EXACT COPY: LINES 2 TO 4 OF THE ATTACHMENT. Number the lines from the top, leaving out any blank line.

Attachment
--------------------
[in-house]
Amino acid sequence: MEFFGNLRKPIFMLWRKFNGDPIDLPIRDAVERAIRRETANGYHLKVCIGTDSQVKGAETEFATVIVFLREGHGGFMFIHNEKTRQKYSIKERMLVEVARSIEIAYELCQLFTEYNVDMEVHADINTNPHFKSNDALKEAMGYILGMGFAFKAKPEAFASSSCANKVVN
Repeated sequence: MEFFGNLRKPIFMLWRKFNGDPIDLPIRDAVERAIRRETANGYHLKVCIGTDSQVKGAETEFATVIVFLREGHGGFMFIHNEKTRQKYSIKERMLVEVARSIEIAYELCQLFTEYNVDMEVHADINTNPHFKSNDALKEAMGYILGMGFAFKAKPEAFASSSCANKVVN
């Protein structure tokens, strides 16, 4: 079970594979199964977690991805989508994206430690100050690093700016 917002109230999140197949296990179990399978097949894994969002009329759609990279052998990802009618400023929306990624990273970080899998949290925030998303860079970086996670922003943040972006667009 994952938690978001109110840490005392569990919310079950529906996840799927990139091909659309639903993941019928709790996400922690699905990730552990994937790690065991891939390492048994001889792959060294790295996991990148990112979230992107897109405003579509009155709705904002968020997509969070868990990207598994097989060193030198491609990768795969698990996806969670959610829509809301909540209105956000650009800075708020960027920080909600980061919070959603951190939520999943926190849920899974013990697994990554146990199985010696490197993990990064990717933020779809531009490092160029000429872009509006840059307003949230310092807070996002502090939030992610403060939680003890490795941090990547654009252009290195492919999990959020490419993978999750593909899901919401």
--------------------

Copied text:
Amino acid sequence: MEFFGNLRKPIFMLWRKFNGDPIDLPIRDAVERAIRRETANGYHLKVCIGTDSQVKGAETEFATVIVFLREGHGGFMFIHNEKTRQKYSIKERMLVEVARSIEIAYELCQLFTEYNVDMEVHADINTNPHFKSNDALKEAMGYILGMGFAFKAKPEAFASSSCANKVVN
Repeated sequence: MEFFGNLRKPIFMLWRKFNGDPIDLPIRDAVERAIRRETANGYHLKVCIGTDSQVKGAETEFATVIVFLREGHGGFMFIHNEKTRQKYSIKERMLVEVARSIEIAYELCQLFTEYNVDMEVHADINTNPHFKSNDALKEAMGYILGMGFAFKAKPEAFASSSCANKVVN
């Protein structure tokens, strides 16, 4: 079970594979199964977690991805989508994206430690100050690093700016 917002109230999140197949296990179990399978097949894994969002009329759609990279052998990802009618400023929306990624990273970080899998949290925030998303860079970086996670922003943040972006667009 994952938690978001109110840490005392569990919310079950529906996840799927990139091909659309639903993941019928709790996400922690699905990730552990994937790690065991891939390492048994001889792959060294790295996991990148990112979230992107897109405003579509009155709705904002968020997509969070868990990207598994097989060193030198491609990768795969698990996806969670959610829509809301909540209105956000650009800075708020960027920080909600980061919070959603951190939520999943926190849920899974013990697994990554146990199985010696490197993990990064990717933020779809531009490092160029000429872009509006840059307003949230310092807070996002502090939030992610403060939680003890490795941090990547654009252009290195492919999990959020490419993978999750593909899901919401």